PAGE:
Histomorphological tumor regression grading of esophageal carcinoma after neoadjuvant radiochemotherapy: which score to use?
Article first published online: 8 AUG 2006
Diseases of the Esophagus
Volume 19, Issue 5, pages 329–334, October 2006
How to Cite
Hermann, R. M., Horstmann, O., Haller, F., Perske, C., Christiansen, H., Hille, A., Schmidberger, H. and Füzesi, L. (2006), Histomorphological tumor regression grading of esophageal carcinoma after neoadjuvant radiochemotherapy: which score to use?. Diseases of the Esophagus, 19: 329–334. doi: 10.1111/j.1442-2050.2006.00589.x
- Issue published online: 8 AUG 2006
- Article first published online: 8 AUG 2006
- esophageal carcinoma;
- histopathological regression grading;
- neoadjuvant radiochemotherapy;
- prognostic factors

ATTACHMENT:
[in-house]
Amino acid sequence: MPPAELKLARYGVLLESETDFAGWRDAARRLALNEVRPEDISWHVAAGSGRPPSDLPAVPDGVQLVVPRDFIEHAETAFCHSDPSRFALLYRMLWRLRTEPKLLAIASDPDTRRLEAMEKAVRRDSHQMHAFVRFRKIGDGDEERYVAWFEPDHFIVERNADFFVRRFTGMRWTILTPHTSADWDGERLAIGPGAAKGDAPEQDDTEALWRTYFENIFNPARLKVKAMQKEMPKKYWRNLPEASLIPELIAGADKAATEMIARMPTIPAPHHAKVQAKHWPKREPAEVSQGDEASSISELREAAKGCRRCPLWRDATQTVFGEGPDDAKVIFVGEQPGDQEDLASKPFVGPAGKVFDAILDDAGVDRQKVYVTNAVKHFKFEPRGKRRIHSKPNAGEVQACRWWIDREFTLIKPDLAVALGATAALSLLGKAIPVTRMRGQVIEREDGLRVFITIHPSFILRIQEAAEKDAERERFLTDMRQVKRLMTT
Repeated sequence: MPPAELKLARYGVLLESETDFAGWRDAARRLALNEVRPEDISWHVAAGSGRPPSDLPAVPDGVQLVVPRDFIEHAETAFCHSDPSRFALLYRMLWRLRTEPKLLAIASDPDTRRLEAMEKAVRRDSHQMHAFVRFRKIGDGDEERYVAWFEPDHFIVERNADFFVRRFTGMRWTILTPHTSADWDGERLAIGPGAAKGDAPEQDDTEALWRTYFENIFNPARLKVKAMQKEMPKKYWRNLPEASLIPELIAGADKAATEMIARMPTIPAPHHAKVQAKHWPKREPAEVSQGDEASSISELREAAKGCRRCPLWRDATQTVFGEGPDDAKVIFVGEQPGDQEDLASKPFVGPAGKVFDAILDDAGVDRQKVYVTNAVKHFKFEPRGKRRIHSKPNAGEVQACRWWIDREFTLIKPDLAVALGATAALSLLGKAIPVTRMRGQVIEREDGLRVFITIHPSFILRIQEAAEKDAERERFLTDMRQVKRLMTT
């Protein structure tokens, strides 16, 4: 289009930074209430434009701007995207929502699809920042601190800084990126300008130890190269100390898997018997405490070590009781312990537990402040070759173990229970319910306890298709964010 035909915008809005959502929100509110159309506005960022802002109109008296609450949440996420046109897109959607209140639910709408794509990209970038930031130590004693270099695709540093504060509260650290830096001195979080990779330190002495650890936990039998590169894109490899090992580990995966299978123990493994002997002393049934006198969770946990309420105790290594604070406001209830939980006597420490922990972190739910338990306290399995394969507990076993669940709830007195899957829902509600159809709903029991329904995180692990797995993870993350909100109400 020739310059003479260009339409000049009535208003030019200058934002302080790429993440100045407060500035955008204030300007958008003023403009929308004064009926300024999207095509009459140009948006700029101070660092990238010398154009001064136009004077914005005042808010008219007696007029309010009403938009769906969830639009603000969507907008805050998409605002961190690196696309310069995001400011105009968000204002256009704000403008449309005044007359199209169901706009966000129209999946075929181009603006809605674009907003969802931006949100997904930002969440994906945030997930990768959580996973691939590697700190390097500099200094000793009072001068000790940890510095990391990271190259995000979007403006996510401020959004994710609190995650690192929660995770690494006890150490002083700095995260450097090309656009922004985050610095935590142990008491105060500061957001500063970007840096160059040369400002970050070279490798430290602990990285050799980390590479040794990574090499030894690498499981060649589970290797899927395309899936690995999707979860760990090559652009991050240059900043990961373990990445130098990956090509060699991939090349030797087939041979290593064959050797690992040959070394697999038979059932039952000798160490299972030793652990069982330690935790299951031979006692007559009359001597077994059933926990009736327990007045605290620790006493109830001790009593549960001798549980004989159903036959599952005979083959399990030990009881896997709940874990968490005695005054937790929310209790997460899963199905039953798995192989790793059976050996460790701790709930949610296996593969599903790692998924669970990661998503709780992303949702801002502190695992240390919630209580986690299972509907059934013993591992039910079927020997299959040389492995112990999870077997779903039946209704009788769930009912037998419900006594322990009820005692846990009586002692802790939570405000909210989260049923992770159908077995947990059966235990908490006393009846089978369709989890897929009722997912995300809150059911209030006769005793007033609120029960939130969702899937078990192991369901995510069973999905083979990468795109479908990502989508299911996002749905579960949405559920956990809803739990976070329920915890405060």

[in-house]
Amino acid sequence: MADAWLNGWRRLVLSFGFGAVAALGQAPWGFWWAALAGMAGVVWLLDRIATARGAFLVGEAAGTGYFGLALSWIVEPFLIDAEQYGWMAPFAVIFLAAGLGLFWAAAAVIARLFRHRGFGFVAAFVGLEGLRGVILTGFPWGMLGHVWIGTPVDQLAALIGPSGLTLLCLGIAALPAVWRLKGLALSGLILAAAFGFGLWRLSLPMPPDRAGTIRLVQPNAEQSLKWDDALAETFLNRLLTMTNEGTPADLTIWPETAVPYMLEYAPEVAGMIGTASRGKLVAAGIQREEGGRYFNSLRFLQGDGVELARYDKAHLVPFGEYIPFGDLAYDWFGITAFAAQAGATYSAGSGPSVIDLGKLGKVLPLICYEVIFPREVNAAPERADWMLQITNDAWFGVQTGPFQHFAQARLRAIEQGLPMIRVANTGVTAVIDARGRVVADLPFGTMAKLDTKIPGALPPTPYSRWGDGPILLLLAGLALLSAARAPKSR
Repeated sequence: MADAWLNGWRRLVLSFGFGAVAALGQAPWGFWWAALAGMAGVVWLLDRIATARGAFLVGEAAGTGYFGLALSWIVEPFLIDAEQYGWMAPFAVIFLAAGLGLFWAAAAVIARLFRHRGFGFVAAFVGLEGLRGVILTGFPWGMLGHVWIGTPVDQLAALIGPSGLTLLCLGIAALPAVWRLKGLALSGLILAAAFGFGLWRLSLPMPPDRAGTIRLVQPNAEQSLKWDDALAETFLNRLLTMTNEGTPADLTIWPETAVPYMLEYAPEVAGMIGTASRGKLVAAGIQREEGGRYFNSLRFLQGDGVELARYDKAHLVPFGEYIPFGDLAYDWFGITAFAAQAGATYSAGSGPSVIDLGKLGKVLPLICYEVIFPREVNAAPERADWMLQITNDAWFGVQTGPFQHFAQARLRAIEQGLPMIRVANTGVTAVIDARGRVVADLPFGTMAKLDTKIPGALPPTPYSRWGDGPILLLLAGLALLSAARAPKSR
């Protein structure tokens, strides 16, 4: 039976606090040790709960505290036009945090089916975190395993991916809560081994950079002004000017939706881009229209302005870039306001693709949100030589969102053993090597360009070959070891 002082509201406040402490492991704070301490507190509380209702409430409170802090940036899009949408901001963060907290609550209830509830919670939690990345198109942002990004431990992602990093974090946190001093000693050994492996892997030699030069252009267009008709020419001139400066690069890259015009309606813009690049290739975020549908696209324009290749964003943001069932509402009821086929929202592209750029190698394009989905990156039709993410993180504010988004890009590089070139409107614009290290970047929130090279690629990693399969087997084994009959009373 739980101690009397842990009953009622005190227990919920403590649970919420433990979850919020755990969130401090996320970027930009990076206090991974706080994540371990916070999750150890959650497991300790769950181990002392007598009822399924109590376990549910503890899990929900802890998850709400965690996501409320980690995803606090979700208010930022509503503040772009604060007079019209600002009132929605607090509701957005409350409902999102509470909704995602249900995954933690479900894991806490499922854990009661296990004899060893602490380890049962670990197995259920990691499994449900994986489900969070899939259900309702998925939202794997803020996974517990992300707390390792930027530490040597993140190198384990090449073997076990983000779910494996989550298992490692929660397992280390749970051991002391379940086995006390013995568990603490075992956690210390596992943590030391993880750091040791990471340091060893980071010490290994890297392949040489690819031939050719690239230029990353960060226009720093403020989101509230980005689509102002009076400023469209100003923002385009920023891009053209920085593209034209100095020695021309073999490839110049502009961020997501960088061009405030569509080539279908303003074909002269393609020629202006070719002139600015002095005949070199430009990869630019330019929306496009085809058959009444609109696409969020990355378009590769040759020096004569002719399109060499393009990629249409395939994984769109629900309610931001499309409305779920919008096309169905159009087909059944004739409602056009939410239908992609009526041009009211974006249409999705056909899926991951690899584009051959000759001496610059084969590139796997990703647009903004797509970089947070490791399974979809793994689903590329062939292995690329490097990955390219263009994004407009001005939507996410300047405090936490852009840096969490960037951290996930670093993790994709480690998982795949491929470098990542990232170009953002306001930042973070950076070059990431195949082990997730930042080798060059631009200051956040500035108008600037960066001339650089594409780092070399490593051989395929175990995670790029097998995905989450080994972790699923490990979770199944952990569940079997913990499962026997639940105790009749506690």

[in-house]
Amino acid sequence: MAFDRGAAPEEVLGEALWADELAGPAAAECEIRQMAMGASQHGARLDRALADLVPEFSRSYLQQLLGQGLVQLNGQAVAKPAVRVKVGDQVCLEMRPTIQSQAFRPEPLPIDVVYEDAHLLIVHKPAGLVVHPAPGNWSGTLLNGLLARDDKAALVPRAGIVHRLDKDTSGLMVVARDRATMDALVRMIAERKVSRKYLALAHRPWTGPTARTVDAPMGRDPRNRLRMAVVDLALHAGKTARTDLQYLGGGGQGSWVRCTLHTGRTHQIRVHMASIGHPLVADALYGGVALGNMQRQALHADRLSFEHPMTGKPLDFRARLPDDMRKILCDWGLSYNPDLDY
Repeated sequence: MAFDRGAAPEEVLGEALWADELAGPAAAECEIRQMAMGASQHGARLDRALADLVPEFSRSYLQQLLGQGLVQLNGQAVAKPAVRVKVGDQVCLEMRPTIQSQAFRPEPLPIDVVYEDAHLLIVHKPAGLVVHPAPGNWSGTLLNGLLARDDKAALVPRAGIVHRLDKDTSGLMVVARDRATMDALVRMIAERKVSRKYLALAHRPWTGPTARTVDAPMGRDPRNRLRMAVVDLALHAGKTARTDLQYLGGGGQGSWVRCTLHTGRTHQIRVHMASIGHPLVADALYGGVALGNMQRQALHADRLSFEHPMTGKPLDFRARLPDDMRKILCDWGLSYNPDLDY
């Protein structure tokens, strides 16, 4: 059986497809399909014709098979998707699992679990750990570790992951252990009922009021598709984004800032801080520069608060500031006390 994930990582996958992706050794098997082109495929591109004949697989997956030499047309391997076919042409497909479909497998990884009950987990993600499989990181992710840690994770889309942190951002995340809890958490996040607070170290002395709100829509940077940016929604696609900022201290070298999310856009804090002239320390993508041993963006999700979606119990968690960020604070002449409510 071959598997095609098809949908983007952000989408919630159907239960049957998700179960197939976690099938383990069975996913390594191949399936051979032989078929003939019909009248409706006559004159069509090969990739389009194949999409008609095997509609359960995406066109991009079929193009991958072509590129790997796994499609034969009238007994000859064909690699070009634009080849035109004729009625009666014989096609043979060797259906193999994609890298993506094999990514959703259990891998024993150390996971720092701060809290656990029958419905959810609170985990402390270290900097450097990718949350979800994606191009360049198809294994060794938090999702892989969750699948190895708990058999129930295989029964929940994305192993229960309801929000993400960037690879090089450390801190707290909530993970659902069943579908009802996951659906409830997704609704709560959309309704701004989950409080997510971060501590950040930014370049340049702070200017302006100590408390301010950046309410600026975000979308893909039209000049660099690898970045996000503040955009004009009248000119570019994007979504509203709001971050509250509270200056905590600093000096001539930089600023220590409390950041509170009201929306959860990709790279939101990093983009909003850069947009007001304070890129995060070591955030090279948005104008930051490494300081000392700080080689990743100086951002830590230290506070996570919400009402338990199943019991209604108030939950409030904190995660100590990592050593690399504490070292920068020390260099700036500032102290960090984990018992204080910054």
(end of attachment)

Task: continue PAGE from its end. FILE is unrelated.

SUMMARY. Histopathological tumor regression grade (TRG) has been shown to be a prognostic factor in patients with esophageal cancer after neoadjuvant radiochemotherapy (RCT). The system introduced by Mandard to group TRG (Cancer 1994;73:2680–2686) has been used to analyse and discuss its prognostic significance on survival in a single institution retrospective analysis: TRG 1 (complete regression) – TRG 5 (absence of regressive changes). Sixty patients with locally advanced (T3/4 or N1) adenocarcinoma or squamous cell carcinoma received cisplatin-based RCT. Three to four weeks later operation for curative intent was performed. Median follow-up was 17.7 months. Histopathological tumor stages were stage 0 in 17%, stage I in 10%, stage II in 60%, stage III in 12% and stage IVA in 1%. The 5-year overall survival (OS) rate was 35%. In univariate analysis, ypN-status and TRG correlated significantly with OS (P = 0.004, P = 0.0008, respectively). While OS of TRG 1 differed significantly from all other groups, no differences in OS between the other TRG groups were seen. Patients with complete tumor regression after neoadjuvant RCT showed a much better survival than patients with tumors that responded less to induction therapy. Further qualitative subdivision of tumor regression could not identify patient groups with significant differences in prognosis. After comparing our data with the literature, it is reasonable to consider classifying all patients into ‘Complete tumor regression’ and ‘Incomplete tumor regression’.